J.B. Braklow, W. Graham, K. Peck, S. Hassler, and W.B. Powell, "Interactive Optimization Improves Service and Performance for Yellow Freight System," Interfaces, Vol. 22, No. 1, 1992, pp. 147-172.

An article in CIO Insight on Yellow Freight noted

But the crown jewel of [CEO] Zollars' and [CIO] Caddell's technology overhaul has been SYSNET, a state-of-the-art computer system designed jointly by Yellow and CASTLE Lab, an engineering, operations and finance research center at Princeton University. SYSNET is the central nervous system of Yellow Transportation. Click here for a copy of the article from CIO Insight.

SuperSPIN was marketed by the Princeton Transportation Consulting Group to the rest of the LTL industry. It was used in the early planning of Roadway Package System, which would later become FedEx Ground, as well as the LTL carriers that would later become Fedex Freight (the LTL division of FedEx). SuperSPIN was used at Overnight Transportation, which is now UPS Freight. PTCG was eventually bought out by Manhattan Associates. For a description of how the model changed the industry, click here.

 

Real-time optimization and strategic planning for truckload trucking

We have also worked extensively in the area of real-time driver scheduling for the truckload industry. MicroMAP was the first real-time model which would handle driver assignments at a very high level of detail, but which was also able to capture the impact of decisions now on the future. This system was installed at 20 of the nation's largest truckload carriers, including J.B. Hunt and Swift. As of 2011, MicroMAP (now marketed as "Drivers and Loads" by Manhattan Associates), is being used to dispatch over 66,000 drivers. A technical research paper describing this work can be downloaded from:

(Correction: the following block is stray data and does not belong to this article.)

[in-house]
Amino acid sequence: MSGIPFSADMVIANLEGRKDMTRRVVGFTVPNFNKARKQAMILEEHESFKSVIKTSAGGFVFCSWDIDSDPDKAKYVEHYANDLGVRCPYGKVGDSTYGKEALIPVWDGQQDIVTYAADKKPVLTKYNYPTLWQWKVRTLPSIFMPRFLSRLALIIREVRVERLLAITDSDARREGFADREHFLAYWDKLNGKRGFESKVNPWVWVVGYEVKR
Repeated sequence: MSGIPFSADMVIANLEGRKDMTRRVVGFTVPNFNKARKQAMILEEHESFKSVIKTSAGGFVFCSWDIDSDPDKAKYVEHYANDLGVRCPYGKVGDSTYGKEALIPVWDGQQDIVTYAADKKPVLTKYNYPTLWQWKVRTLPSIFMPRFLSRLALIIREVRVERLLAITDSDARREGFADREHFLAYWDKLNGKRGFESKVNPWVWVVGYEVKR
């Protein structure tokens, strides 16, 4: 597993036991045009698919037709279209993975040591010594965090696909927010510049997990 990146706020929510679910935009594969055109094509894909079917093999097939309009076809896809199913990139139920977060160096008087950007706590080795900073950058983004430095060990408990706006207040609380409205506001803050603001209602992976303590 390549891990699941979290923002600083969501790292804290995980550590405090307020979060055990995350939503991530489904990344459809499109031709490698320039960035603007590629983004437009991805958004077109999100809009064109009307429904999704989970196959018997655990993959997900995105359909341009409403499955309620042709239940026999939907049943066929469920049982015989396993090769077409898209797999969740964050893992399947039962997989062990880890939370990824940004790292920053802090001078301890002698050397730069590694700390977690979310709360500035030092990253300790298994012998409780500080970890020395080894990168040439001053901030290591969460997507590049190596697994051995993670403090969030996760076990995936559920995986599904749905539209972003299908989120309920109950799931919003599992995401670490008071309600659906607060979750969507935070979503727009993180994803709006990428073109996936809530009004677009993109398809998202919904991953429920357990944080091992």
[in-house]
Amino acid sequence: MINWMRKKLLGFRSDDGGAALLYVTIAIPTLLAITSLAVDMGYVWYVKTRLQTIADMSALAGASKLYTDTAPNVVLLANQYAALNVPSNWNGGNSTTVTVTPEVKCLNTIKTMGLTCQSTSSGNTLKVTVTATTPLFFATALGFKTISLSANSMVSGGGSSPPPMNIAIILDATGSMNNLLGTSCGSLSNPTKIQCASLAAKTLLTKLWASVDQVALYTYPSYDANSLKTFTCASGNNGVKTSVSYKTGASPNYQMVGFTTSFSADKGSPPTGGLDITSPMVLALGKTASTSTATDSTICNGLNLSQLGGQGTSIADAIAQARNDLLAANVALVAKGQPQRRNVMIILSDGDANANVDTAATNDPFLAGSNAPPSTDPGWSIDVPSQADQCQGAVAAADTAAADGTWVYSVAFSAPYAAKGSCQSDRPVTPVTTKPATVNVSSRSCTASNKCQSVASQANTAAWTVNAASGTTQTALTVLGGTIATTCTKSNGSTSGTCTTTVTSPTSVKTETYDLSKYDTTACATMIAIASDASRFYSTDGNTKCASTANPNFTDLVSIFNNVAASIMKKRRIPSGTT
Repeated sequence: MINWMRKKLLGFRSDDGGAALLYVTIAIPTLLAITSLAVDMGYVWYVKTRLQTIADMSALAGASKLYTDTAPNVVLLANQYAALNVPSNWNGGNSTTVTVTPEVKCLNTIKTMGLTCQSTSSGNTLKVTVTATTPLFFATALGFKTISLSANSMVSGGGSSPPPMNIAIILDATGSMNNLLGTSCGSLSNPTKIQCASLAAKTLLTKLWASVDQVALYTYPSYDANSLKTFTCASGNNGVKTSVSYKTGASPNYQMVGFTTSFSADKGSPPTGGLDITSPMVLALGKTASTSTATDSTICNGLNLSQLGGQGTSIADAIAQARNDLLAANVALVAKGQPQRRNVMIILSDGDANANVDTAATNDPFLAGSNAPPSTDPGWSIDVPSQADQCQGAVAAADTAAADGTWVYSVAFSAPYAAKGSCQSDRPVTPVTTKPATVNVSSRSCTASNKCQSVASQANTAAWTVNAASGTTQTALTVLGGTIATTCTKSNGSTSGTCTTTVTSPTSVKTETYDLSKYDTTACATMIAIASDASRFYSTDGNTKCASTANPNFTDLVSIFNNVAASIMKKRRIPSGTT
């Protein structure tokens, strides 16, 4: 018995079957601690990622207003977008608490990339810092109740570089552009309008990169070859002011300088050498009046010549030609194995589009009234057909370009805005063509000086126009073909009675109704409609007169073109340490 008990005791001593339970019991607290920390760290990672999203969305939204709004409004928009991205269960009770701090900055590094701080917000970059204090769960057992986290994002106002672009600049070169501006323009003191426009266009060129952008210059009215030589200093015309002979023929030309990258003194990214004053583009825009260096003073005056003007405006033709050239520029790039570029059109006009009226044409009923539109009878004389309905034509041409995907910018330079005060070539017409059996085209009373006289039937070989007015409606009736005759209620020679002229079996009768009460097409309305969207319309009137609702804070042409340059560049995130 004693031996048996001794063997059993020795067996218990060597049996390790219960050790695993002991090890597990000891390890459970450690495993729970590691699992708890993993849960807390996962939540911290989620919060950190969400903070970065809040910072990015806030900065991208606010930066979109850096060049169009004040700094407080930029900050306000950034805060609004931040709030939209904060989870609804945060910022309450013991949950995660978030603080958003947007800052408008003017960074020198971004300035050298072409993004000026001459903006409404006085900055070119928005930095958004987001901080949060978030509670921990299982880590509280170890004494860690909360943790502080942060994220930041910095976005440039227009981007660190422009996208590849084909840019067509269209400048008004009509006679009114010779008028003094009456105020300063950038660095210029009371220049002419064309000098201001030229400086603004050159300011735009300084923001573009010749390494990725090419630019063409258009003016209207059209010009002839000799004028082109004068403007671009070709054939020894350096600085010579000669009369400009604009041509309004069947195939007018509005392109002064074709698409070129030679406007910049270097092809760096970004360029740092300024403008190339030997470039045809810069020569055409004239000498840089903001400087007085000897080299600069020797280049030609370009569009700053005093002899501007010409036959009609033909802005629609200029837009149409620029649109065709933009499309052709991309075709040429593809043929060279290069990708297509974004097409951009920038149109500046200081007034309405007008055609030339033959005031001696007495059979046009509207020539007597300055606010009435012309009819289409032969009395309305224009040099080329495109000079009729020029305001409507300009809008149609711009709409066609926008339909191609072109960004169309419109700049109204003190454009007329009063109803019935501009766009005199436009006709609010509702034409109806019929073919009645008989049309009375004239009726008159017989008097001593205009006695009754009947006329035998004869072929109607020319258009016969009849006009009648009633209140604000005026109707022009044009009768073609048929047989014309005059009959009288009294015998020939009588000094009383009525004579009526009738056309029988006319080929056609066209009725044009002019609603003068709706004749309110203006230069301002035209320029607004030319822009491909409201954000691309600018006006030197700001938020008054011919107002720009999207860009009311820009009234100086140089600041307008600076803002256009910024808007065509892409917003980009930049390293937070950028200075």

Powell, W.B. "A Stochastic Formulation of the Dynamic Assignment Problem, with an Application to Truckload Motor Carriers," Transportation Science. Vol. 30, No. 3, pp. 195-219 (1996). (c) Informs.

A more readable summary, including a case study with some behind-the-scenes insights, is given in

Powell, W.B., “Real-time dispatching for truckload motor carriers,” in Logistics Engineering Handbook (G. Don Taylor, ed.), CRC Press, 2007, pp. 15-1 – 15-30. (c) CRC Press.

We recently completed a detailed strategic fleet planning system for Schneider National that has allowed Schneider to save tens of millions of dollars by allowing it to model, at a high level of detail, the operations of its fleet. The model allows Schneider to understand the impact of policies before trying them in the field. As of this writing, Swift, Schneider and Hunt are the three largest truckload carriers in the U.S. Click here for more information.

 

Awards and testimonials:

But the crown jewel of [CEO] Zollars' and [CIO] Caddell's technology overhaul has been SYSNET, a state-of-the-art computer system designed jointly by Yellow and CASTLE Lab, an engineering, operations and finance research center at Princeton University. SYSNET is the central nervous system of Yellow Transportation.

Click here for the complete article (or here for a pdf copy from CIO Insight).

Yellow system network experts used a network optimization model - a collaboration between Yellow and Princeton University - to simulate and analyze traffic flow on thousands of virtual shipment lanes. They created the most efficient relay and team network to move shipments faster, with reduced handling.

 

Major projects:

All of the projects below were undertaken at CASTLE Laboratory, and produced systems that were delivered to the sponsor and put into production.

Strategic fleet simulator for Schneider National

Using the techniques of approximate dynamic programming, we have developed the first production-quality fleet simulator for truckload trucking. Funded by Schneider National, the system handles the high level of detail required to accurately simulate the physics of drivers with the ability of ADP to optimize over time. This capability was critical in order to match the performance of their dispatchers and planners. In one project, the simulator was credited with savings of over $20 million annually. A summary of the methodology and the project is given in